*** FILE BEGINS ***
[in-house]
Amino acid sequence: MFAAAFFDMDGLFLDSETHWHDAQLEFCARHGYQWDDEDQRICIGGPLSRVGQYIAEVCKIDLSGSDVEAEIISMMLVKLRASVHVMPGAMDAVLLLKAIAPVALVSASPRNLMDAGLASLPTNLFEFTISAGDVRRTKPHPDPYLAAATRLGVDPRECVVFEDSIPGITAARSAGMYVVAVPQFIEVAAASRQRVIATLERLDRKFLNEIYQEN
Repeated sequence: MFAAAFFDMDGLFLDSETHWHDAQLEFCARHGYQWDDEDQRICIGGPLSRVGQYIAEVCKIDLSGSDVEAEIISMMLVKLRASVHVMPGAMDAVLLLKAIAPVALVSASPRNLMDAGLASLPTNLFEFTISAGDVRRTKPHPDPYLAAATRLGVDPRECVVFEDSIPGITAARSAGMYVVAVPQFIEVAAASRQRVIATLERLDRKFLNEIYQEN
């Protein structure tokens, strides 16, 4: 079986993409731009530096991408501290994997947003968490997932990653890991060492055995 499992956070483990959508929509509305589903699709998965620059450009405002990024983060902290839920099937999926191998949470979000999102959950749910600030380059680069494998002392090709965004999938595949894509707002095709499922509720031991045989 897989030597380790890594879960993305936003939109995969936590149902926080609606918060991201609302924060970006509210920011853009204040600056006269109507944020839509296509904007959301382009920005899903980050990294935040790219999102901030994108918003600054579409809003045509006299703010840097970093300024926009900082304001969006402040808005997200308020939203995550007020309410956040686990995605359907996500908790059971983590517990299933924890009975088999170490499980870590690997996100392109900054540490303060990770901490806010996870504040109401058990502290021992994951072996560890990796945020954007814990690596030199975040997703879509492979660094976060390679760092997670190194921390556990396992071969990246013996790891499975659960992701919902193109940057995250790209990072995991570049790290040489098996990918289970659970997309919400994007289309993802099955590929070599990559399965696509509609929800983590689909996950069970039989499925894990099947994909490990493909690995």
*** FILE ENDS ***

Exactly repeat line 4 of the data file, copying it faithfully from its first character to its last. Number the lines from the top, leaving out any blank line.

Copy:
């Protein structure tokens, strides 16, 4: 079986993409731009530096991408501290994997947003968490997932990653890991060492055995 499992956070483990959508929509509305589903699709998965620059450009405002990024983060902290839920099937999926191998949470979000999102959950749910600030380059680069494998002392090709965004999938595949894509707002095709499922509720031991045989 897989030597380790890594879960993305936003939109995969936590149902926080609606918060991201609302924060970006509210920011853009204040600056006269109507944020839509296509904007959301382009920005899903980050990294935040790219999102901030994108918003600054579409809003045509006299703010840097970093300024926009900082304001969006402040808005997200308020939203995550007020309410956040686990995605359907996500908790059971983590517990299933924890009975088999170490499980870590690997996100392109900054540490303060990770901490806010996870504040109401058990502290021992994951072996560890990796945020954007814990690596030199975040997703879509492979660094976060390679760092997670190194921390556990396992071969990246013996790891499975659960992701919902193109940057995250790209990072995991570049790290040489098996990918289970659970997309919400994007289309993802099955590929070599990559399965696509509609929800983590689909996950069970039989499925894990099947994909490990493909690995």